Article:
Then, I finally got around to playing Nier: Automata, and now it’s a little less certain.
I’ve never played a Yoko Taro game before, but I understand that he claims to make “weird games for weird people”, and Nier definitely hits the mark there. It’s half super-gritty post-apocalyptic endless war ANGST DARKNESS EVERYONE DIES game and half surreal goofiness (moose wrangling!), with a fair bit of third-wall shattering and bleak-but-gorgeous visuals thrown in.
His previous games have a bit of a reputation for having great stories but coming up short in the gameplay department. This one is a fortunate exception; it’s by Platinum Games and that’s a name that is pretty synonymous with super fast and flashy movement and combat systems. Running around the ruins of human civilization and beating stuff up is an absolute joy, and I occasionally had to remind myself to get back to the, you know, plot.
It has five endings that you need to see to actually finish the storyline, and 21 joke endings that you can trigger by disobeying what the game tells you to do – for example, if your allies are making a huge heroic sacrifice to hold off enemies so you can get a door open, and you opt to fight alongside them instead of opening the door, it will eventually tell you that your attempts ended with everyone dying and roll end credits. Another comes when an NPC asks you to eat a fish because she’s curious what effect it will have on you.
Spoiler: It’s not a good effect.
It’s pretty rare for a game to give you more than the illusion of choice, and I was quite tickled whenever I ran into one of these endings by accident.
But, back to the story endings – like I said, there are five, and this is normally a massive turn-off for me because games with multiple endings often make you play through the exact same events from the exact same viewpoints, satisfying arbitrary conditions along the way, just to see all the different ways the story can diverge in its last ten minutes.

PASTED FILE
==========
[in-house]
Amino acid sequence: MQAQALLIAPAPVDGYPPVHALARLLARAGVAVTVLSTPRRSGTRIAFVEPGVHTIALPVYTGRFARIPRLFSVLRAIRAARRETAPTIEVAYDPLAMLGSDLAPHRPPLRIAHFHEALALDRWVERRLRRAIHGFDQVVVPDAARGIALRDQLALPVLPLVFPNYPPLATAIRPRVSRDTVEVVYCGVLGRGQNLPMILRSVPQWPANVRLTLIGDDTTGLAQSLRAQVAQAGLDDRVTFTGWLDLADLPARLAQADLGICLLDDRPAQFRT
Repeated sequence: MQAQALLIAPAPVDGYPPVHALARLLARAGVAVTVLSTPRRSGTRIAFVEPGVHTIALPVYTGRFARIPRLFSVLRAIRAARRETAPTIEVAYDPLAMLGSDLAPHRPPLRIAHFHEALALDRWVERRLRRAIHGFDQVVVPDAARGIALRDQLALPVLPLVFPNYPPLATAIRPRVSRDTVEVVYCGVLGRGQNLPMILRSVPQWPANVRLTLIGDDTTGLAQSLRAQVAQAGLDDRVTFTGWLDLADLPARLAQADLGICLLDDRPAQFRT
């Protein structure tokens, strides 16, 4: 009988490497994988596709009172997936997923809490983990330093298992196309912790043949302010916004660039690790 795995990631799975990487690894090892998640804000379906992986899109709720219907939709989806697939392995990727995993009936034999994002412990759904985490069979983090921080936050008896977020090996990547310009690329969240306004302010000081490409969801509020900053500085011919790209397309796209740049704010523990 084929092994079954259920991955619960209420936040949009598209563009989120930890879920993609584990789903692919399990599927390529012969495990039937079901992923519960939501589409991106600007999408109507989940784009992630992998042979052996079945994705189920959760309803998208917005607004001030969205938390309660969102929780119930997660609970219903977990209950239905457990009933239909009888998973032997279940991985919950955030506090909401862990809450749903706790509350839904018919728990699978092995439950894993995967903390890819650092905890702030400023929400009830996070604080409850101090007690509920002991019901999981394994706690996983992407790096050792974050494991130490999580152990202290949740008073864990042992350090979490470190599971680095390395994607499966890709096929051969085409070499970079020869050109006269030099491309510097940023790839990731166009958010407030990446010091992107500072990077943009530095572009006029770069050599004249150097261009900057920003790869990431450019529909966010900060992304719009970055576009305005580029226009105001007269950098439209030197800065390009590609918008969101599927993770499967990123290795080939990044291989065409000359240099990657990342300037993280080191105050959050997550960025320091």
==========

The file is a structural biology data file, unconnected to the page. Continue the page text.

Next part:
Nier isn’t like that. The first play-through, which took me about 13 hours, tells one story. The second took me about six, and was split between experiencing events from the first through a different character’s perspective and seeing entirely new events.
Endings 3, 4, and 5, which come after the parallel stories of the first two routes, took me another ten hours or so. It turns out that rushing the second story was a bad plan, because my character was woefully under level when starting the third story and I had quite a time just getting up to the point where I didn’t feel like I was made of tissue paper.
Anyway, if you like really pretty games with stylish action and swords and that occasionally switch into bullet-hell style shooters or abstract maze games with chiptune soundtracks, or if the thought of riding a moose or debating philosophy with a robot appeals to you, Nier will give you those things. Set aside about 30 hours to see it all, though.